Monday 15 August 2011

The Secret Life of Stuff by Julie Hill

Julie Hill is a long standing environmental campaigner. Her new book The Secret Life of Stuff explores the environmental issues around consumerism and our love of material stuff. Julie describes herself as an 'unashamed optimist' and 'someone who really likes shopping' but who buys most things in second hand shops so she doesn't feel guilty about it (she also admitted to being totally fascinated by what people give away to second hand shops). In her conversation today with environmental journalist, Rob Edwards, at the Edinburgh International Book Festival, she ranged over some of the environmental and economical issues relating to consumerism and our love of stuff. The event was, like most book festival events, only an hour long, and aimed to start the audience thinking about the issues rather than to solve the problems! These issues include:

are there limits to growth and how are these defined?
how much stuff is too much?
at what point does attachment to material things become a problem?
how much can materials and energy be reused and recirculated to reduce consumption?
how can we take green consumerism out of being a niche lifestyle choice and make it the ordinary way that we look at our choices around stuff?
can capitalism ver be compatible with sustainability?

The discussion was engaging and wide ranging and left the audience with plenty to think about. To fit in with the arguments of the event, Julie suggested that the audience should borrow or share copies of the book, but it can also be purchased in most book stores or online here.

Julie Hill used to work for Green Alliance and you can read their review of the book here (this article also has some useful links).

The Secret Life of Stuff by Julie Hill, published by Vintage Books.

I attended this Book Festival event for free due to having a press pass. I then attended the Story Shop event which is FREE for everyone. Today, Sarah Stewart read a couple of very short stories. Story Shop is a series of ten minute readings from new and emerging Edinburgh writers, at 4pm every day during the Book Festival, you can see the full Story Shop programme here.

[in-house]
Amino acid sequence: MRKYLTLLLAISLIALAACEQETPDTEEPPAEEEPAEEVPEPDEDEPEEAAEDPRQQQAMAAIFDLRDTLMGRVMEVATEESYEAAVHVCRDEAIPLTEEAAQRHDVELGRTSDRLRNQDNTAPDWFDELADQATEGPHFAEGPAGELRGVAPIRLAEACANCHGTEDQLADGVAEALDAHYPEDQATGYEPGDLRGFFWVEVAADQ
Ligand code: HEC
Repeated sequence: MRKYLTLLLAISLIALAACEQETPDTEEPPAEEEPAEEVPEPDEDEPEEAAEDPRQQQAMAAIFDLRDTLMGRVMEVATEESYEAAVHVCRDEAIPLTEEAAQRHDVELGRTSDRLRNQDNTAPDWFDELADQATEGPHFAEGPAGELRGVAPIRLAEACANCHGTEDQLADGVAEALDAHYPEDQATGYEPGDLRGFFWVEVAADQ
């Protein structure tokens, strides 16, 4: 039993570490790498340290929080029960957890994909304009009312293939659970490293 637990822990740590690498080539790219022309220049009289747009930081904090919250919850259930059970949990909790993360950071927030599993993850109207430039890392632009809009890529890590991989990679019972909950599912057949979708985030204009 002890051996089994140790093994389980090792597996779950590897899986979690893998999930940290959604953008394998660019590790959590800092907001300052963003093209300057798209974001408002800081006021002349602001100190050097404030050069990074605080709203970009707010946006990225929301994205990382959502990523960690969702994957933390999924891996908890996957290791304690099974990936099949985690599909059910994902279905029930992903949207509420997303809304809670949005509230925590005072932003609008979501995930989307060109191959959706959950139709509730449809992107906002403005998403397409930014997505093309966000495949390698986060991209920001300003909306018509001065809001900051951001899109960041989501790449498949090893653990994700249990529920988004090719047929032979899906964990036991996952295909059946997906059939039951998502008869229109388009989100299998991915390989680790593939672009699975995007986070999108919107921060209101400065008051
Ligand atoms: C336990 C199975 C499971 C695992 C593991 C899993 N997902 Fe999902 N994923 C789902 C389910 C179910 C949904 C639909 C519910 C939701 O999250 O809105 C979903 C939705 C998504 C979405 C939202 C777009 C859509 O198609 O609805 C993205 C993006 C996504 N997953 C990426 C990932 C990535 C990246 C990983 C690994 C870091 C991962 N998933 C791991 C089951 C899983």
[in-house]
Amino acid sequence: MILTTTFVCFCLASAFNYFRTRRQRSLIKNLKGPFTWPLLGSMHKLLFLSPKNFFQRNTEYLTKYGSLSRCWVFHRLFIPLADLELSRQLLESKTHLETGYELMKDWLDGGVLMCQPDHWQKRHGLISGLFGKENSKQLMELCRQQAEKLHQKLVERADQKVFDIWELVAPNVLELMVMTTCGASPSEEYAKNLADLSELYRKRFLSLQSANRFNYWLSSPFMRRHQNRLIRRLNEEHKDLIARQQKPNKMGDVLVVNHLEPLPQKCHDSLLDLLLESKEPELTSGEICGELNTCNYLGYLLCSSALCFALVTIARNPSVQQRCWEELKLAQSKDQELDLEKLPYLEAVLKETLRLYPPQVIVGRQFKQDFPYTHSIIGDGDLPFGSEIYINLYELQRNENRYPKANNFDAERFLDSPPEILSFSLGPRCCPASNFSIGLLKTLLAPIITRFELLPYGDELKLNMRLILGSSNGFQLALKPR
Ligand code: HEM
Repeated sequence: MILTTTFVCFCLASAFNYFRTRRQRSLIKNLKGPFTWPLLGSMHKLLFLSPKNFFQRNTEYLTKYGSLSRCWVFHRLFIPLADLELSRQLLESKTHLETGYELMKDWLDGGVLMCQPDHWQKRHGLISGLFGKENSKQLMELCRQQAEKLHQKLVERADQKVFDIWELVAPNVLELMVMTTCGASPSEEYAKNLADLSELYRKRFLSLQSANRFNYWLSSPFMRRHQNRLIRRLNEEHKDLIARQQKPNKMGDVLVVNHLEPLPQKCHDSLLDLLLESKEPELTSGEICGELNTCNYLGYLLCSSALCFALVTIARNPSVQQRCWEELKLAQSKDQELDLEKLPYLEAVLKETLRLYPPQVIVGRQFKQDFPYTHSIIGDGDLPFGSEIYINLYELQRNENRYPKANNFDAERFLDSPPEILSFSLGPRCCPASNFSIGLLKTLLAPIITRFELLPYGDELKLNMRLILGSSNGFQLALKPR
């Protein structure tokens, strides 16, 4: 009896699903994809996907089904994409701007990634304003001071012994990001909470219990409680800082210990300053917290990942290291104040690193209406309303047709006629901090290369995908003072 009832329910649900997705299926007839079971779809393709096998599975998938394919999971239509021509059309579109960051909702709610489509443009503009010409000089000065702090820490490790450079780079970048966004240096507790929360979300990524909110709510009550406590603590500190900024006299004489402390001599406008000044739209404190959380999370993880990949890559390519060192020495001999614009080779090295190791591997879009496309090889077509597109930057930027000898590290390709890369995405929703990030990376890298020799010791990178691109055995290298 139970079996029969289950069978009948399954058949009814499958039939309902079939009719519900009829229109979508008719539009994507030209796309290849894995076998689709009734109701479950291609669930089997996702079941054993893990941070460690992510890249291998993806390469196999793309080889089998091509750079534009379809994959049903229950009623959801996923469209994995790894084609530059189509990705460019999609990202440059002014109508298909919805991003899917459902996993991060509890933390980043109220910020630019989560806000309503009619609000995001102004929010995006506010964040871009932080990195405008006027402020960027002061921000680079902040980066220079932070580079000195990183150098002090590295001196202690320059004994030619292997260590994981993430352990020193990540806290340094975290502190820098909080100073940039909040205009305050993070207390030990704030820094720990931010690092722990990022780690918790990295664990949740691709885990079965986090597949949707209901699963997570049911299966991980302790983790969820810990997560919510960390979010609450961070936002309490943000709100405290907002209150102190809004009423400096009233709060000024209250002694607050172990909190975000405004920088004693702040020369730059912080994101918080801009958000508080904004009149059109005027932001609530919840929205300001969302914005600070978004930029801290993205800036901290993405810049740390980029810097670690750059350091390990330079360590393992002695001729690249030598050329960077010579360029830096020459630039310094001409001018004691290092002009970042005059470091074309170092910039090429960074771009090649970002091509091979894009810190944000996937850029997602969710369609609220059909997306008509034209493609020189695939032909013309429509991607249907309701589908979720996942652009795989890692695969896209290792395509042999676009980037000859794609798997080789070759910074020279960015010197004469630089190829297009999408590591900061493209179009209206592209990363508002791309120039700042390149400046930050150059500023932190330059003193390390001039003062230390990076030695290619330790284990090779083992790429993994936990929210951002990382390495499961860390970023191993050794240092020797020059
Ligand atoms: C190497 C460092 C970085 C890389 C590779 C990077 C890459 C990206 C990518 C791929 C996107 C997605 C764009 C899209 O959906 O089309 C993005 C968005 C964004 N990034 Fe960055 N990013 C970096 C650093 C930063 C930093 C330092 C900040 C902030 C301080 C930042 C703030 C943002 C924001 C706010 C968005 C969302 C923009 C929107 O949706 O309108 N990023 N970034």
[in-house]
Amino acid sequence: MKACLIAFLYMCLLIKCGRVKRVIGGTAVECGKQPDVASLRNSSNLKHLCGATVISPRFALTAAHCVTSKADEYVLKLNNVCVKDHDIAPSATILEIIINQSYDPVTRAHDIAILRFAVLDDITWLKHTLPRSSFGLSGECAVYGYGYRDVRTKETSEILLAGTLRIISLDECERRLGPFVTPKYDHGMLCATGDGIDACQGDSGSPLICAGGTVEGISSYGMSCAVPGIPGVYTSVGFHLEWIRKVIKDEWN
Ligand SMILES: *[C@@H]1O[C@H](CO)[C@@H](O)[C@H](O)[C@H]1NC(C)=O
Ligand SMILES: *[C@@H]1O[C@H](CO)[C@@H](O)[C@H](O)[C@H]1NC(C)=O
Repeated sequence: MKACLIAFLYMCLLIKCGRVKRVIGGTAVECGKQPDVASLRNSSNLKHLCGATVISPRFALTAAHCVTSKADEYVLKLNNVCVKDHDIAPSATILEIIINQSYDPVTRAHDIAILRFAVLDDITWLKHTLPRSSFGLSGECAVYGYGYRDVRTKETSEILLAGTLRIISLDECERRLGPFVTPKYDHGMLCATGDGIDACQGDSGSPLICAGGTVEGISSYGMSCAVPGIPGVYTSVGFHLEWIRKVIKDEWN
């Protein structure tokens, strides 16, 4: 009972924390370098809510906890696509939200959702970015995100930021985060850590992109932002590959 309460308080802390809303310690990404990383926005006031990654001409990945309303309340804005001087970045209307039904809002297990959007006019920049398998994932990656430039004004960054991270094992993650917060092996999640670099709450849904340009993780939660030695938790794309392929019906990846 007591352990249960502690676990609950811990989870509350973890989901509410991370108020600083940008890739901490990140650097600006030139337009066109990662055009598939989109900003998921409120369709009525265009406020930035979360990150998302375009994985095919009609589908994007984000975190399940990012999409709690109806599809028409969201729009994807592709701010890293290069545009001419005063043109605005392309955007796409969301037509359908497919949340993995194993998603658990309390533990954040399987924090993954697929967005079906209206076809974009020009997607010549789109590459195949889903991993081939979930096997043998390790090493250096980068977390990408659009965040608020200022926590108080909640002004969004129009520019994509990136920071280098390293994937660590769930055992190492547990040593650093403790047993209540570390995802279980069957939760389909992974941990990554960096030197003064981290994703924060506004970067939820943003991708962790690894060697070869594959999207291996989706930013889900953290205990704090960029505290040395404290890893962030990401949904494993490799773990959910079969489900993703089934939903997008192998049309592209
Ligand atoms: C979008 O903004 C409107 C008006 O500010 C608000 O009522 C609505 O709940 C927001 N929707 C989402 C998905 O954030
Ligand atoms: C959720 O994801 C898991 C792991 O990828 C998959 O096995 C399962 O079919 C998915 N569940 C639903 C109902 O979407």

The Weaver of Grass said...

I am changing my mind about stuff as I get older, Juliet. I used to like collecting things and often bought stuff when I was out and about. Now I look towards getting rid of it - I have quite stopped buying anything except books - and those I just cannot resist.

dosankodebbie said...

I always prided myself in being clutter-free, owning only the barest of necessities. But it turns out that this was possible because I never stayed in one place long enough to accumulate "stuff." Once my life became settled, "stuff" began to accumulate. I've had to make a conscious decision to keep this from happening. Fortunately, Japan has very thorough recycling laws, and little goes to waste.

Anonymous said...

Sounds like a good book - good to see some optimism around the subject (no point being totally without hope, otherwise people will just give up and not give a toss).

Wild_Bill said...

My wife and I were just talking about all the useless stuff in the world that people think they need and how much energy it uses to make and buy it. This a huge part of the climate crisis without a doubt. I can understand the necessities but not all the junk. Humans sure are a strange breed.

Michelle May-The Raspberry Rabbits said...

This looks like a wonderful book. I can't tell you all the stuff I have sold and given to second hand shops over the years. Ridiculous. Now I'm very picky what I purchase preferring handmade and second hand most.
xx, shell

RG said...

Stuff - it'll be the ruin of us! Unless it "grows on trees," which some do seem to believe.

(Actually I quite like most of MY stuff, it is so useful and practical. It's those other uber consumers and packrats that are the problem ...)